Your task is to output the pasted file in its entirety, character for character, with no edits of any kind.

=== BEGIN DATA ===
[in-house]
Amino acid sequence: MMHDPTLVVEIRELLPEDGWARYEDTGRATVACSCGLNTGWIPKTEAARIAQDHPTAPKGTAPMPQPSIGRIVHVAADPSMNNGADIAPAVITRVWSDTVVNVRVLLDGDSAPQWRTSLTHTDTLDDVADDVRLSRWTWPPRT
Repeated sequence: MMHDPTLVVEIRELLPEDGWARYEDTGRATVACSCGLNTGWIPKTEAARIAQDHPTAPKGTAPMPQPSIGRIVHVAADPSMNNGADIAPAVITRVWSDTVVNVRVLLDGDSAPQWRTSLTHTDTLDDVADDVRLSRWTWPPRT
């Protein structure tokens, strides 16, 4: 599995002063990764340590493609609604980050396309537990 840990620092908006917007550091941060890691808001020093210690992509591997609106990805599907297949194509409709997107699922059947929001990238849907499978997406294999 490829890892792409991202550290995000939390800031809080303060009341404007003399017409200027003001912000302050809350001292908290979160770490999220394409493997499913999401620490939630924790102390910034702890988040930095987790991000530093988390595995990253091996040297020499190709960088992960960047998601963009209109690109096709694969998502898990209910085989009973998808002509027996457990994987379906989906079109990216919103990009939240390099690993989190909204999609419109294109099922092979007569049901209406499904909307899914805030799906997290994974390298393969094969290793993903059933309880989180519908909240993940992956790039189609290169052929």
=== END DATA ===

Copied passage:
[in-house]
Amino acid sequence: MMHDPTLVVEIRELLPEDGWARYEDTGRATVACSCGLNTGWIPKTEAARIAQDHPTAPKGTAPMPQPSIGRIVHVAADPSMNNGADIAPAVITRVWSDTVVNVRVLLDGDSAPQWRTSLTHTDTLDDVADDVRLSRWTWPPRT
Repeated sequence: MMHDPTLVVEIRELLPEDGWARYEDTGRATVACSCGLNTGWIPKTEAARIAQDHPTAPKGTAPMPQPSIGRIVHVAADPSMNNGADIAPAVITRVWSDTVVNVRVLLDGDSAPQWRTSLTHTDTLDDVADDVRLSRWTWPPRT
């Protein structure tokens, strides 16, 4: 599995002063990764340590493609609604980050396309537990 840990620092908006917007550091941060890691808001020093210690992509591997609106990805599907297949194509409709997107699922059947929001990238849907499978997406294999 490829890892792409991202550290995000939390800031809080303060009341404007003399017409200027003001912000302050809350001292908290979160770490999220394409493997499913999401620490939630924790102390910034702890988040930095987790991000530093988390595995990253091996040297020499190709960088992960960047998601963009209109690109096709694969998502898990209910085989009973998808002509027996457990994987379906989906079109990216919103990009939240390099690993989190909204999609419109294109099922092979007569049901209406499904909307899914805030799906997290994974390298393969094969290793993903059933309880989180519908909240993940992956790039189609290169052929």